If necessary, or when you feel the onset of a cold, you can add a daily dose of vitamin C, zinc (to be taken at bedtime) and vitamin D3 (depending on your weight: 35IU/lbs) – all while maintaining our usual dose of multivitamins.
Increase your intake of filtered water, continue to eat a lot of green vegetables (natural source of antioxidants) and ensure a good night’s sleep (at least 8-hours) by going to bed earlier (around 9-10pm).
Pregnant women are recommended to drink plenty of water, maximize their hours of sleep and eat well. Are there any other basic tips you think are good to adopt?
It is important to drink much more water because the blood volume increases during pregnancy (10 to 12 large glasses of water per day). It is necessary to continue this habit after childbirth to ensure a smooth breastfeeding journey. Ideally, tap water is not taken because it contains a significant number of toxins, heavy metals and pharmaceutical residues. Better stick to filtered and mineralized water.
In terms of diet, it is especially essential not to follow a ketogenic or low-carbohydrate diet. Although caloric needs can vary, a pregnant woman usually needs an additional 500 calories per day.
During pregnancy, it is important not to skip meals and to eat a balanced diet by including protein (for the formation of fetal tissue), good fats (for the development of its nervous system) and carbohydrates (main source of energy for mom and baby).
Organic fruits and vegetables are used whenever possible to reduce pesticide exposure. Half of the plate should consist of various vegetables. Dark green vegetables are a natural source of iron and are important especially in the third trimester when iron stores begin to run out. Berries are also a priority because they are full of phytonutrients and natural antioxidants (you can easily eat 1/2 to 1 cup a day!).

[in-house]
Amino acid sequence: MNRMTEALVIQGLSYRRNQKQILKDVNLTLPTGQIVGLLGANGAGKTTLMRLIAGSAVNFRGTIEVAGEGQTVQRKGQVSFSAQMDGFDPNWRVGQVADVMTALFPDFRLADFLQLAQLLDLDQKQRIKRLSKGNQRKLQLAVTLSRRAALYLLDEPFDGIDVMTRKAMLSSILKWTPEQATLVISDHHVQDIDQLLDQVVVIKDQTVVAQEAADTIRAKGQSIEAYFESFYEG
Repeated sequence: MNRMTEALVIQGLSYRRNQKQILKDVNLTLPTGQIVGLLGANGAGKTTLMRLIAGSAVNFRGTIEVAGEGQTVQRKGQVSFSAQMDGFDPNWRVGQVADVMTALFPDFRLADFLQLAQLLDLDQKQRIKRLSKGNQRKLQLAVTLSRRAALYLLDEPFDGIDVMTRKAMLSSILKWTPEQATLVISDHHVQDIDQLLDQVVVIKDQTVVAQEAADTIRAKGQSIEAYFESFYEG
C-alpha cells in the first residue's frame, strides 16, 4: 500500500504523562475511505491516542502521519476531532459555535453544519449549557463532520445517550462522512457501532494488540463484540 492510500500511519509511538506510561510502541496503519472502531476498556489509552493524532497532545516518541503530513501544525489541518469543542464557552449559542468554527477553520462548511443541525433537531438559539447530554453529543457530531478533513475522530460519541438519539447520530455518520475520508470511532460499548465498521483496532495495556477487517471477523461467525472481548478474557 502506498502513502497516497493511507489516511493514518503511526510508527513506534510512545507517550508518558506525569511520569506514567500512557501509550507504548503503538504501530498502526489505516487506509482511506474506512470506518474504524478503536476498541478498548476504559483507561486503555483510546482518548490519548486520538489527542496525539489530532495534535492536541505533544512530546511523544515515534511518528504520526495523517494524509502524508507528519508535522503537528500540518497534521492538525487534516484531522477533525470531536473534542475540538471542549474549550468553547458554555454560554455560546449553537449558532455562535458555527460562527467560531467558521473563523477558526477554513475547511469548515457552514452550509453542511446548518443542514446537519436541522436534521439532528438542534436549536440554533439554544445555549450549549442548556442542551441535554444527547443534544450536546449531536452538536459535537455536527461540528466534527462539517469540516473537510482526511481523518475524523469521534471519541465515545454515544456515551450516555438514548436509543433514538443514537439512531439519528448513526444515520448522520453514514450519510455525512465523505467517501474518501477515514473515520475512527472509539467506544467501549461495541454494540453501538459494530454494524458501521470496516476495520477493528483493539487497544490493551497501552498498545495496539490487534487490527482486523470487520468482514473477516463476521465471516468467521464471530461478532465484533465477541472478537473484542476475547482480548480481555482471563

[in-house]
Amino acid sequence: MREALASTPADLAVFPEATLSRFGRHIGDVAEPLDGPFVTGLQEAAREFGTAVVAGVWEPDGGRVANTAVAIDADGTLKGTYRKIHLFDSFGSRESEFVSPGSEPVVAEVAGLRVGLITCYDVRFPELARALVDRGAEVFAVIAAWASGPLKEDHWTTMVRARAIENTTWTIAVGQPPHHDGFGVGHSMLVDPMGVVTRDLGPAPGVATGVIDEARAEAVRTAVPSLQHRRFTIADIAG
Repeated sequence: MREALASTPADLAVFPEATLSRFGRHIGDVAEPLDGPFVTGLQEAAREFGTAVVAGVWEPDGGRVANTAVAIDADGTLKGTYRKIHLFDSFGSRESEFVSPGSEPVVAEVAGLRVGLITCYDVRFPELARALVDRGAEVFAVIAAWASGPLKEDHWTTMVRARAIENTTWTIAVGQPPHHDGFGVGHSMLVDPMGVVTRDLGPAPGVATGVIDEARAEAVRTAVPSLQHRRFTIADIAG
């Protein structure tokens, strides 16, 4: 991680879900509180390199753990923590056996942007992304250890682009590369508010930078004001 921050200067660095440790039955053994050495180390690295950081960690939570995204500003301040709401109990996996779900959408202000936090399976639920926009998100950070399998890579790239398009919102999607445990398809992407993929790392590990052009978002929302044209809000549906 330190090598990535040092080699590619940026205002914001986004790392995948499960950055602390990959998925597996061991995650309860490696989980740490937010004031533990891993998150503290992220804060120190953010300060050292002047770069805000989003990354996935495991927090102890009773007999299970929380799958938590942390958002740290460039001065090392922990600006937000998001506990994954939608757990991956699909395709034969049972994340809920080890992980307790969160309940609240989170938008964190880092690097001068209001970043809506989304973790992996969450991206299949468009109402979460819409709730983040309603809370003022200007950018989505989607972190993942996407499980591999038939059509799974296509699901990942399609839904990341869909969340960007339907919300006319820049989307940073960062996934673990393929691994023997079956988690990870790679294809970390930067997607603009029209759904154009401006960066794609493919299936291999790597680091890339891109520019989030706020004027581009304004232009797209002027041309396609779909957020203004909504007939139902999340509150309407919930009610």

If you have trouble eating so many vegetables or if you travel or must eat on the go, you can opt for a daily dose of this green juice that includes 22 organic fruits and vegetables.
We also want to move to promote healthy circulation of the lymphatic system and avoid swelling. Daily walking is ideal: you can set a goal of 10,000 steps each day and reduce the pace in the last 2 months of pregnancy. It is good to finish the walk with stretching, especially for the hips, to prepare the body gently for the work that is coming.
Finally, stress must be reduced as much as possible. Turn to a daily meditation practice (10 to 15 minutes morning and evening if possible), take regular breaks at work to move or simply breathe and learn to say no and listen to our body.
Pregnancy is a wonderful time and favourable to introspection. While sometimes difficult to manage, it’s important to honour your body’s changes and foster an abundance of positive thoughts during this short magical time in your life. Maybe it’s a good time to start keeping a daily gratitude journal?
About Vanessa Grutman, BSc. IHP
Vanessa is a Kinesiologist by training, an entrepreneur, and a certified integrated health coach. Through her own natural healing journey over the past 15 years, she has developed expertise in detoxification, skin health and holistic wellness. Her approach is in harmony with nature and follows the principles of the renowned Dr. Stephen Cabral who marries naturopathy, functional medicine, traditional Chinese medicine and Ayurvedic medicine. She lives in nature in an idyllic corner in Quebec with her 2 children and her husband and practices what she recommends. Through her personalized or group virtual coaching services, she works with people from all over the world. You can find our more online vanessagrutman.com.